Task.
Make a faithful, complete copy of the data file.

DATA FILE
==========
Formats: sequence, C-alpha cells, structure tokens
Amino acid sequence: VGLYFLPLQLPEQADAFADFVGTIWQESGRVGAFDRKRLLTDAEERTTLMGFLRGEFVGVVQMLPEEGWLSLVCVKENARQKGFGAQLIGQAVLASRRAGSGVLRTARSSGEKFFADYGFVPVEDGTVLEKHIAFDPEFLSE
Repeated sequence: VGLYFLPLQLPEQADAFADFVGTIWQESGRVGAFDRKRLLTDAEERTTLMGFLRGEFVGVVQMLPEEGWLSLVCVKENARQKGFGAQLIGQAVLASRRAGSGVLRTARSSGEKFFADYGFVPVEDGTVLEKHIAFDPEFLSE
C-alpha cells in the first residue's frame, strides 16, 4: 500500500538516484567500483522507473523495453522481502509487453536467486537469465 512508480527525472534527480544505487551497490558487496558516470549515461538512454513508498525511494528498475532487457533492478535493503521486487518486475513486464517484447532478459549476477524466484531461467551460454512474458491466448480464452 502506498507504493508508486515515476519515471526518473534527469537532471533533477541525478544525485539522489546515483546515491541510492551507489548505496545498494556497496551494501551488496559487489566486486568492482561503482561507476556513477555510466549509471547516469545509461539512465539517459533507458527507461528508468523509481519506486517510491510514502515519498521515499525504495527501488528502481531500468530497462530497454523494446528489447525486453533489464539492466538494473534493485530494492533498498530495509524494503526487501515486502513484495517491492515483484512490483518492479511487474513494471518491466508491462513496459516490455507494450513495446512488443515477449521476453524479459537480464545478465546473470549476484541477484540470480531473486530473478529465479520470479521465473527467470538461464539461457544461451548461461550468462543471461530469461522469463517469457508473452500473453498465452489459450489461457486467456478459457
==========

Formats: sequence, C-alpha cells, structure tokens
Amino acid sequence: VGLYFLPLQLPEQADAFADFVGTIWQESGRVGAFDRKRLLTDAEERTTLMGFLRGEFVGVVQMLPEEGWLSLVCVKENARQKGFGAQLIGQAVLASRRAGSGVLRTARSSGEKFFADYGFVPVEDGTVLEKHIAFDPEFLSE
Repeated sequence: VGLYFLPLQLPEQADAFADFVGTIWQESGRVGAFDRKRLLTDAEERTTLMGFLRGEFVGVVQMLPEEGWLSLVCVKENARQKGFGAQLIGQAVLASRRAGSGVLRTARSSGEKFFADYGFVPVEDGTVLEKHIAFDPEFLSE
C-alpha cells in the first residue's frame, strides 16, 4: 500500500538516484567500483522507473523495453522481502509487453536467486537469465 512508480527525472534527480544505487551497490558487496558516470549515461538512454513508498525511494528498475532487457533492478535493503521486487518486475513486464517484447532478459549476477524466484531461467551460454512474458491466448480464452 502506498507504493508508486515515476519515471526518473534527469537532471533533477541525478544525485539522489546515483546515491541510492551507489548505496545498494556497496551494501551488496559487489566486486568492482561503482561507476556513477555510466549509471547516469545509461539512465539517459533507458527507461528508468523509481519506486517510491510514502515519498521515499525504495527501488528502481531500468530497462530497454523494446528489447525486453533489464539492466538494473534493485530494492533498498530495509524494503526487501515486502513484495517491492515483484512490483518492479511487474513494471518491466508491462513496459516490455507494450513495446512488443515477449521476453524479459537480464545478465546473470549476484541477484540470480531473486530473478529465479520470479521465473527467470538461464539461457544461451548461461550468462543471461530469461522469463517469457508473452500473453498465452489459450489461457486467456478459457